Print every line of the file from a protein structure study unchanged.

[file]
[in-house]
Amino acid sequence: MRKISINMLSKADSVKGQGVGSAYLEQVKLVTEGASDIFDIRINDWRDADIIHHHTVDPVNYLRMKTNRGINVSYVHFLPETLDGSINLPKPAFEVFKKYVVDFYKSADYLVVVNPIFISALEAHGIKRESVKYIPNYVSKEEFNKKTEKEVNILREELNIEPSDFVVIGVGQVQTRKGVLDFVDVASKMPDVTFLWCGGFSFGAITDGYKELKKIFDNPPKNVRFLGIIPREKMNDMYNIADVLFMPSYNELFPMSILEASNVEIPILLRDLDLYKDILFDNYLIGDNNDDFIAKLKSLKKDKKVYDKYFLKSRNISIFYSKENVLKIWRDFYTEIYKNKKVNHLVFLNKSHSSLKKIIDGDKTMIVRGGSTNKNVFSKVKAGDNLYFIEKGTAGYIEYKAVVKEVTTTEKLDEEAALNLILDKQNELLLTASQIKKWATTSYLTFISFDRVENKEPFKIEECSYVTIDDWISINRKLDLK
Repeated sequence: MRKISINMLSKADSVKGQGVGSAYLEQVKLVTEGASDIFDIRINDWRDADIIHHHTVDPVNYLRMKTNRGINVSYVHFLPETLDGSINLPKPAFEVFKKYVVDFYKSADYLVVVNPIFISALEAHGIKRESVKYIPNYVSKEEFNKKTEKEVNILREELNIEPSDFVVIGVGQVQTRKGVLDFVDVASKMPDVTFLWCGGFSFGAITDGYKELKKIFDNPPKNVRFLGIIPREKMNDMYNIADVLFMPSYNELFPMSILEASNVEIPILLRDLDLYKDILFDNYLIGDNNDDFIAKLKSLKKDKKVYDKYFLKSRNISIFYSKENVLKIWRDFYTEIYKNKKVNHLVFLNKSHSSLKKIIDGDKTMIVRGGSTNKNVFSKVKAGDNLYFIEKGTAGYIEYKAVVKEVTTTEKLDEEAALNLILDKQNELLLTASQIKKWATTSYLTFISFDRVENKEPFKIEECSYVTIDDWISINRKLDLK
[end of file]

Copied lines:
[in-house]
Amino acid sequence: MRKISINMLSKADSVKGQGVGSAYLEQVKLVTEGASDIFDIRINDWRDADIIHHHTVDPVNYLRMKTNRGINVSYVHFLPETLDGSINLPKPAFEVFKKYVVDFYKSADYLVVVNPIFISALEAHGIKRESVKYIPNYVSKEEFNKKTEKEVNILREELNIEPSDFVVIGVGQVQTRKGVLDFVDVASKMPDVTFLWCGGFSFGAITDGYKELKKIFDNPPKNVRFLGIIPREKMNDMYNIADVLFMPSYNELFPMSILEASNVEIPILLRDLDLYKDILFDNYLIGDNNDDFIAKLKSLKKDKKVYDKYFLKSRNISIFYSKENVLKIWRDFYTEIYKNKKVNHLVFLNKSHSSLKKIIDGDKTMIVRGGSTNKNVFSKVKAGDNLYFIEKGTAGYIEYKAVVKEVTTTEKLDEEAALNLILDKQNELLLTASQIKKWATTSYLTFISFDRVENKEPFKIEECSYVTIDDWISINRKLDLK
Repeated sequence: MRKISINMLSKADSVKGQGVGSAYLEQVKLVTEGASDIFDIRINDWRDADIIHHHTVDPVNYLRMKTNRGINVSYVHFLPETLDGSINLPKPAFEVFKKYVVDFYKSADYLVVVNPIFISALEAHGIKRESVKYIPNYVSKEEFNKKTEKEVNILREELNIEPSDFVVIGVGQVQTRKGVLDFVDVASKMPDVTFLWCGGFSFGAITDGYKELKKIFDNPPKNVRFLGIIPREKMNDMYNIADVLFMPSYNELFPMSILEASNVEIPILLRDLDLYKDILFDNYLIGDNNDDFIAKLKSLKKDKKVYDKYFLKSRNISIFYSKENVLKIWRDFYTEIYKNKKVNHLVFLNKSHSSLKKIIDGDKTMIVRGGSTNKNVFSKVKAGDNLYFIEKGTAGYIEYKAVVKEVTTTEKLDEEAALNLILDKQNELLLTASQIKKWATTSYLTFISFDRVENKEPFKIEECSYVTIDDWISINRKLDLK